The Mister Rogers Documentary Has Debuted at Sundance
“Won’t You Be My Neighbor?” takes viewers beyond the cardigan collection and into “the heart of a creative genius.”
If you take all the elements of what makes good television and do the exact opposite, you’d have Mister Rogers Neighborhood. At least, that’s what the producers said when the hit children’s show began in 1968.
Those who worked on the show during its multi-decade run speak about their experiences in the new documentary “Won’t You Be My Neighbor?” which premiered at the Sundance Film Festival Friday (Jan. 19). In the short trailer for the documentary released recently, producer Margy Whitmer says the low production values, simple sets and “unlikely star” set the expectations low.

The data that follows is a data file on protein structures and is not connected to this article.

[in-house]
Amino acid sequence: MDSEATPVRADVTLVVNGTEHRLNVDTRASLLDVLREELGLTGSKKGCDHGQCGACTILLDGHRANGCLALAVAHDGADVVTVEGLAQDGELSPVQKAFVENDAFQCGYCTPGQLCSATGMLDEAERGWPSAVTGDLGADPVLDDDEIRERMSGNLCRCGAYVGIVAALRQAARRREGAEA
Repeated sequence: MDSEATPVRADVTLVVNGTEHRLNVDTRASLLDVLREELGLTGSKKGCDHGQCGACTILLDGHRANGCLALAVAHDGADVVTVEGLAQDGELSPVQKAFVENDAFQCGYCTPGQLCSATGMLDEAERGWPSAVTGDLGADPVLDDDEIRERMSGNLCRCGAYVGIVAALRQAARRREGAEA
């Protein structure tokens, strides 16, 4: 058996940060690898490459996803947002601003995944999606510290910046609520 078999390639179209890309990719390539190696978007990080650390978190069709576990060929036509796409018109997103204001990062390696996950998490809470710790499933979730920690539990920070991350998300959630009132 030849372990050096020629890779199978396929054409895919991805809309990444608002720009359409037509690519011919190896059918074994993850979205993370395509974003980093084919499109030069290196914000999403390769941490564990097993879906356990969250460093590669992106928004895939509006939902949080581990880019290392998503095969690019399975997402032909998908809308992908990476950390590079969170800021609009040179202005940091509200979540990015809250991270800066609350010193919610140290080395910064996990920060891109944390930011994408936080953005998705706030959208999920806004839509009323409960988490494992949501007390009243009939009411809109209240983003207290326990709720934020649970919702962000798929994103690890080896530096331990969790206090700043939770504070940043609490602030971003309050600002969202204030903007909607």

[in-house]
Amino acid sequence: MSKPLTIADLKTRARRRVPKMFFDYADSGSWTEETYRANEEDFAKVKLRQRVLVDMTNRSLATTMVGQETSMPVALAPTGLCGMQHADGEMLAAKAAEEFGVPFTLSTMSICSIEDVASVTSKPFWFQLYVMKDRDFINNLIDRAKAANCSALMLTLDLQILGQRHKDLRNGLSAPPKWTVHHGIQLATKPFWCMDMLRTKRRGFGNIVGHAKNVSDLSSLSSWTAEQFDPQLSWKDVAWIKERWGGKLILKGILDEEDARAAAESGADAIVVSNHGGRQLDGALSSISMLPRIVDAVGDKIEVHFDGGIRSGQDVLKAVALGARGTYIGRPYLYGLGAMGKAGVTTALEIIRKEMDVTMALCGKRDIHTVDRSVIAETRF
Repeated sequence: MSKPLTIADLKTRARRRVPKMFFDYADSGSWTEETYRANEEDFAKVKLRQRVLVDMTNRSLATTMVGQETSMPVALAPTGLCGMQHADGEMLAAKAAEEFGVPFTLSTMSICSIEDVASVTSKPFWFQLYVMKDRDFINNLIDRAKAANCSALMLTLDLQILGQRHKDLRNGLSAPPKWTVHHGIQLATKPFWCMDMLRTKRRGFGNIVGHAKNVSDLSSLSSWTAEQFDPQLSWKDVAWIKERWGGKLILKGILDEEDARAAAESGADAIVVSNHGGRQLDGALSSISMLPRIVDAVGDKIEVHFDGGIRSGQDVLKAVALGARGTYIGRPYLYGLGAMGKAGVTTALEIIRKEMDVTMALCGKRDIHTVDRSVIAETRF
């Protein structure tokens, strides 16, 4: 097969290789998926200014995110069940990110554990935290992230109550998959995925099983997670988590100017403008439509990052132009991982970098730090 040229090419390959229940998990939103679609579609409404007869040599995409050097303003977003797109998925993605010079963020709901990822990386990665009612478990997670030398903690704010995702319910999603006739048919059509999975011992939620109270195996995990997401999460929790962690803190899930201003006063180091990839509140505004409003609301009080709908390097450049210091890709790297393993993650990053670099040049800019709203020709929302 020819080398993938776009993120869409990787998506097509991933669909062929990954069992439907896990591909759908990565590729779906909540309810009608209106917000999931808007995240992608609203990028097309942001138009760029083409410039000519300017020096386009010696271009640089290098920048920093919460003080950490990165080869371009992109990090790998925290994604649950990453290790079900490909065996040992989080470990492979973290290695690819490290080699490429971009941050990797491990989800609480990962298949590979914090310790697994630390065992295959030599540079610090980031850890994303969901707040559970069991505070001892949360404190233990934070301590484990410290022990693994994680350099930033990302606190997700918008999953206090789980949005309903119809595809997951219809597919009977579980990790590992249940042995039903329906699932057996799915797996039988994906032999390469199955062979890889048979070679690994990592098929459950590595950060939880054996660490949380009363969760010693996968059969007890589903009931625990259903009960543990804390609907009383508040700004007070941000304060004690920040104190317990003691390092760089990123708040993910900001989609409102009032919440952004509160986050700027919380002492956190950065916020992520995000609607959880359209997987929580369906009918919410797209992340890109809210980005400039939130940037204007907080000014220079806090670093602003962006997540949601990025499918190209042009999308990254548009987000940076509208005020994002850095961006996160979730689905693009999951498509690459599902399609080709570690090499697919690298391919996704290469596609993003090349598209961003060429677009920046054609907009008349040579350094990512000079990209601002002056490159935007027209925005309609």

“Yet, it worked,” Whitmer says.
“Won’t You Be My Neighbor?” explores how Rogers used his characters — King Friday, Henrietta Pussycat and Lady Elaine Fairchild — to teach children about sometimes difficult topics such as grief, guilt, disability, race and tragedy. It also reflects on the man himself.
“The Fred Rogers I discovered making this film is at once comfortably familiar and completely surprising,” the film’s director Morgan Neville said in a statement in November. “I believe Mister Rogers is the kind of voice we need to hear right now.”